Probiotics versus antibiotic decontamination of the digestive tract: infection and mortality

G.J. Oudhuis, D.C. Bergmans, T. Dormans, J.H. Zwaveling, A. Kessels, M.H. Prins, E.E. Stobberingh, A. Verbon

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Abstract

Selective decontamination of the digestive tract (SDD) has been shown to decrease the infection rate and mortality in intensive care units (ICUs); Lactobacillus plantarum 299/299v plus fibre (LAB) has been used for infection prevention and does not harbour the potential disadvantages of antibiotics. The objective was to assess whether LAB is not inferior to SDD in infection prevention.

Two hundred fifty-four consecutive ICU patients with expected mechanical ventilation a parts per thousand yen48 h and/or expected ICU stay a parts per thousand yen72 h were assigned to receive SDD: four times daily an oral paste (polymyxin E, gentamicin, amphotericin B), enteral solution (same antibiotics), intravenous cefotaxime (first 4 days) or LAB: two times daily L. plantarum 299/299v with rose-hip.

The primary endpoint was infection rate. A difference <12% between both groups indicated non-inferiority of LAB. The trial was prematurely stopped after a study reporting increased mortality in critically ill pancreatitis patients receiving probiotics. No significant difference in infection rate [31% in the LAB group, 24% in the SDD group (OR 1.68, 95% CI 0.91-3.08; p = 0.10)] was found. ICU mortality was 26% and not significantly different between the LAB and SDD groups. Gram-positive cocci and Pseudomonas aeruginosa were significantly more frequently isolated from surveillance cultures in the SDD group compared to the LAB group (for sputum: 18 vs. 10% and 33 vs. 14%). Significantly more Enterobacteriaceae were found in the LAB group (23 vs. 50%). No increase in antibiotic resistance was found during and after SDD or LAB use.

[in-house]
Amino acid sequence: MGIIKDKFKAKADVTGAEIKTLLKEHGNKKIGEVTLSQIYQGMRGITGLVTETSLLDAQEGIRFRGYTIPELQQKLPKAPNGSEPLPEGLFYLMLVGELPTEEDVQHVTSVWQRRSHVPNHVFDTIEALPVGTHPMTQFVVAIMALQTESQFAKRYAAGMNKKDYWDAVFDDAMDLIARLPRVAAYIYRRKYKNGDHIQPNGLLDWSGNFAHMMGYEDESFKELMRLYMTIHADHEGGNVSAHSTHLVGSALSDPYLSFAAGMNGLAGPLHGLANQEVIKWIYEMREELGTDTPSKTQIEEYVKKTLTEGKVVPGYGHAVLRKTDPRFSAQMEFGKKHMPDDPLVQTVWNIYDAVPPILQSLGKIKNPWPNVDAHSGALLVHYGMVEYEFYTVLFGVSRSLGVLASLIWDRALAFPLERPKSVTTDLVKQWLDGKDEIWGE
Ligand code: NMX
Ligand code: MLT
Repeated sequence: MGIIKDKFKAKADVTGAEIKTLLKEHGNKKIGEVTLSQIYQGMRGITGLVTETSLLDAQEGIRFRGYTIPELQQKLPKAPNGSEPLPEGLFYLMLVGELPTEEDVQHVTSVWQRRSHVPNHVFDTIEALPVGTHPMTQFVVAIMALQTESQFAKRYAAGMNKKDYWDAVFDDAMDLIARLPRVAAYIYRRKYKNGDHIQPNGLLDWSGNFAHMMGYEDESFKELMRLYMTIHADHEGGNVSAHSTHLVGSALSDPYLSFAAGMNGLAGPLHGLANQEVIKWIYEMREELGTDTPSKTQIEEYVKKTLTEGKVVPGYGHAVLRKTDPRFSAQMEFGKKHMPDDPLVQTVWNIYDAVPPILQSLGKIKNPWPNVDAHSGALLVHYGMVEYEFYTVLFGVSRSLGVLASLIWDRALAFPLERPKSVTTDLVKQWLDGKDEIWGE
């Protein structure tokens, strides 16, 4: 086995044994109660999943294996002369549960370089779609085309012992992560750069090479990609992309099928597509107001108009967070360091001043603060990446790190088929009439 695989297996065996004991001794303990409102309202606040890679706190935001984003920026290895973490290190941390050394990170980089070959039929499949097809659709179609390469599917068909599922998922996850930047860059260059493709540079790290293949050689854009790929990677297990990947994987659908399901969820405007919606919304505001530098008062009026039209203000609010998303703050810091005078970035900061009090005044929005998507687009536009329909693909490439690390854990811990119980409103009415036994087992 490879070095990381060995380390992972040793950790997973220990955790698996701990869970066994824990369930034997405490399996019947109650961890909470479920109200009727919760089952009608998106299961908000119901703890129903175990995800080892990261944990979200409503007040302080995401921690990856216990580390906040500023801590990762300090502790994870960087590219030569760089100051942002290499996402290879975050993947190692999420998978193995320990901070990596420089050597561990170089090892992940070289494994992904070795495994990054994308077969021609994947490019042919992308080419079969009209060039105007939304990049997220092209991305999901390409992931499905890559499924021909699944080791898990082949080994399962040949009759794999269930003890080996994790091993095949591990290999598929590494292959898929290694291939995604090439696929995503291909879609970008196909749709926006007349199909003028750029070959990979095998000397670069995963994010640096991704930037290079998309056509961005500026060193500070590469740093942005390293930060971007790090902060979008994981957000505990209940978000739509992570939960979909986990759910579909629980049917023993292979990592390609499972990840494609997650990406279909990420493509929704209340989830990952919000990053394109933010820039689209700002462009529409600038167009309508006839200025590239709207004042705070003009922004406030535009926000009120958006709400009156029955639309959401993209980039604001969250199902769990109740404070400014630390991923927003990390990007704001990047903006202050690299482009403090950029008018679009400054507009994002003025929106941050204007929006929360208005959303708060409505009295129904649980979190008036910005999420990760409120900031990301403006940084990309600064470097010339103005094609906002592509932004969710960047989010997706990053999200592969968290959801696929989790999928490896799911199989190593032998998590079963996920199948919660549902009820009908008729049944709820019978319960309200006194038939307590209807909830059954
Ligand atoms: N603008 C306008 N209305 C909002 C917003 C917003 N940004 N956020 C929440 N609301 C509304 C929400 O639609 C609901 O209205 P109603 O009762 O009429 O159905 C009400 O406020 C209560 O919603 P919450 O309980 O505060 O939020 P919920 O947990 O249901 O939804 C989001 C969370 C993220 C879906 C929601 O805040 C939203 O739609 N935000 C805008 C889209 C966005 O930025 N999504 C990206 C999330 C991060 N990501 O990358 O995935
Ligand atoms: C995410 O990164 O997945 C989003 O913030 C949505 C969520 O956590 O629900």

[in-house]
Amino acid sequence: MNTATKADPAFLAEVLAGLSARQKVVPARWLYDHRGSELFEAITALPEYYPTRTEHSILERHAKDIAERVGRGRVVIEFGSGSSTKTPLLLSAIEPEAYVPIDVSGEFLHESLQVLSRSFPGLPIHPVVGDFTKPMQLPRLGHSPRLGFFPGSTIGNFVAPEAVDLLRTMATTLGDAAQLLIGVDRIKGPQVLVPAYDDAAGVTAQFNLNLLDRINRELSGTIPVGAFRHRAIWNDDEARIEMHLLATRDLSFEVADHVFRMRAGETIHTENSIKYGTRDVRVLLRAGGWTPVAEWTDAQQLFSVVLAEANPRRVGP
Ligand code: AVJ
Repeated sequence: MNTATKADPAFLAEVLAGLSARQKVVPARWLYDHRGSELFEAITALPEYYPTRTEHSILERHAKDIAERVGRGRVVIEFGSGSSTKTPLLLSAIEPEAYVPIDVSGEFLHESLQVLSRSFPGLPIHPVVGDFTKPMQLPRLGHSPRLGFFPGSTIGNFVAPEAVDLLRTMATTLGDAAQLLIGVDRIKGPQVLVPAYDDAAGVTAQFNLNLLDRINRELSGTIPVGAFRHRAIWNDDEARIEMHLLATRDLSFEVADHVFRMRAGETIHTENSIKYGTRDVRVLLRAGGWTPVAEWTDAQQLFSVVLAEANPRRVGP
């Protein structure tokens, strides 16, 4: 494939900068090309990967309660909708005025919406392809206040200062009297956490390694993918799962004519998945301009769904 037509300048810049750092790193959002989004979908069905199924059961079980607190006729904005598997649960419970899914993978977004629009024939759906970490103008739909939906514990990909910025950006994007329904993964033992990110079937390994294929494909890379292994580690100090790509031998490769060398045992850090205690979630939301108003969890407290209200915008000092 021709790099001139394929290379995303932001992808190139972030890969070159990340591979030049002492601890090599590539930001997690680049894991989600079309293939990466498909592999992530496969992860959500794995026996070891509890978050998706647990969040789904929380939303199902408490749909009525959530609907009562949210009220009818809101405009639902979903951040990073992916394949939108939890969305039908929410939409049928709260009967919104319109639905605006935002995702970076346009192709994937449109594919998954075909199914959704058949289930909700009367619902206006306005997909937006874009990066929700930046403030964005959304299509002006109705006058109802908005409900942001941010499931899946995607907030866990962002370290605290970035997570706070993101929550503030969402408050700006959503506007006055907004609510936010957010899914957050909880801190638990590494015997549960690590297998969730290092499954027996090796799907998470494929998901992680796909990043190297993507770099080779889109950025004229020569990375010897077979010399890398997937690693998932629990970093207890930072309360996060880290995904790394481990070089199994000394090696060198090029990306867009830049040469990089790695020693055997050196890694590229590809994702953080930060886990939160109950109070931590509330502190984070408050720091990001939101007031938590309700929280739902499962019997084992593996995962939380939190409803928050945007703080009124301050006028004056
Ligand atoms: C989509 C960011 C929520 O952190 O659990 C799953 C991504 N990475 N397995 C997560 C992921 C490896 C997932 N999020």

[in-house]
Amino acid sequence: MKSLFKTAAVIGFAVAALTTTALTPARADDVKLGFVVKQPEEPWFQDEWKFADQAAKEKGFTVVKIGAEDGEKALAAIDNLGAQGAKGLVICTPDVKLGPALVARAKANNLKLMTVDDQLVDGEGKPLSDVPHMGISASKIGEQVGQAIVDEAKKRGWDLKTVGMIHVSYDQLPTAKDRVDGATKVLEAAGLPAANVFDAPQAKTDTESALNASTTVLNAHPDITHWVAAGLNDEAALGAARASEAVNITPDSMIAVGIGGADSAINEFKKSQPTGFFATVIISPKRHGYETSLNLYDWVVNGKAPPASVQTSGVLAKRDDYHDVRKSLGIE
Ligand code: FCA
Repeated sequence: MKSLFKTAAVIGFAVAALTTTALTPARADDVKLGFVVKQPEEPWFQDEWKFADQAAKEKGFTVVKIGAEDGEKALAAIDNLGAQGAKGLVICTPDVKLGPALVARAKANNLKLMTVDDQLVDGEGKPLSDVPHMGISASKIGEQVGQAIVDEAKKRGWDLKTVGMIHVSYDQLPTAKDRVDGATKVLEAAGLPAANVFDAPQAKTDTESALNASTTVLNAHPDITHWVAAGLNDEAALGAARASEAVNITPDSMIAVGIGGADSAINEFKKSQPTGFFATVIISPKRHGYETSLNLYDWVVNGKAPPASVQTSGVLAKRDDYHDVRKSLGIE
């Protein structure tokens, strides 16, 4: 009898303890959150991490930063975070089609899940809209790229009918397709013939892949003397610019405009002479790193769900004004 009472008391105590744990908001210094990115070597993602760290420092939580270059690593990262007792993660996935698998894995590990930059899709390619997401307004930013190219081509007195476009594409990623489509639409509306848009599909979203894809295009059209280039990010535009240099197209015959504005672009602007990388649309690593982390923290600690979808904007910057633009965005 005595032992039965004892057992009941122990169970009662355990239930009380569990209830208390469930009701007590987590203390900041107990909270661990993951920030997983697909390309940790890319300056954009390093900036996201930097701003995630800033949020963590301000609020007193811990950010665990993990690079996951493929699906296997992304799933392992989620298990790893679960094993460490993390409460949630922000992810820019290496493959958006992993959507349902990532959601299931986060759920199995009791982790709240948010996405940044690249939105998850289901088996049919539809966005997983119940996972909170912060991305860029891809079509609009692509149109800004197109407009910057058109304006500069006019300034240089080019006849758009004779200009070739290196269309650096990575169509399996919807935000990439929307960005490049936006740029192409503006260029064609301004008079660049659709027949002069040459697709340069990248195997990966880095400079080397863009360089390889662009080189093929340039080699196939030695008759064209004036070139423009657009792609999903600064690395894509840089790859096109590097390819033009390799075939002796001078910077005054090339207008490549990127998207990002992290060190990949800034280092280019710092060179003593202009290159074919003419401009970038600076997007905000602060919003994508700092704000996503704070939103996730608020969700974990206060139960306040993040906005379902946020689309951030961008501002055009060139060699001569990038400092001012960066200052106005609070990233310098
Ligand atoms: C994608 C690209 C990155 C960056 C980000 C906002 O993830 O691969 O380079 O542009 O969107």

The trial could not demonstrate the non-inferiority of LAB compared with SDD in infection prevention. Results suggest no increased ICU mortality risk in the LAB group.

Original languageEnglish
Pages (from-to)110-117
Number of pages8
JournalIntensive Care Medicine
Volume37
Issue number1
DOIs
Publication statusPublished - 1 Jan 2011

Keywords

  • Antibiotics
  • Critical care
  • Lactobacillus
  • Nosocomial infections
  • Survival
  • CRITICALLY-ILL PATIENTS
  • RANDOMIZED CONTROLLED-TRIAL
  • GUT BARRIER FUNCTION
  • SELECTIVE DECONTAMINATION
  • NOSOCOMIAL INFECTIONS
  • INTENSIVE-CARE
  • DOUBLE-BLIND
  • ACUTE-PANCREATITIS
  • ENTERAL NUTRITION
  • TRAUMA PATIENTS

Cite this

Oudhuis, G. J., Bergmans, D. C., Dormans, T., Zwaveling, J. H., Kessels, A., Prins, M. H., Stobberingh, E. E., & Verbon, A. (2011). Probiotics versus antibiotic decontamination of the digestive tract: infection and mortality. Intensive Care Medicine, 37(1), 110-117. https://doi.org/10.1007/s00134-010-2002-6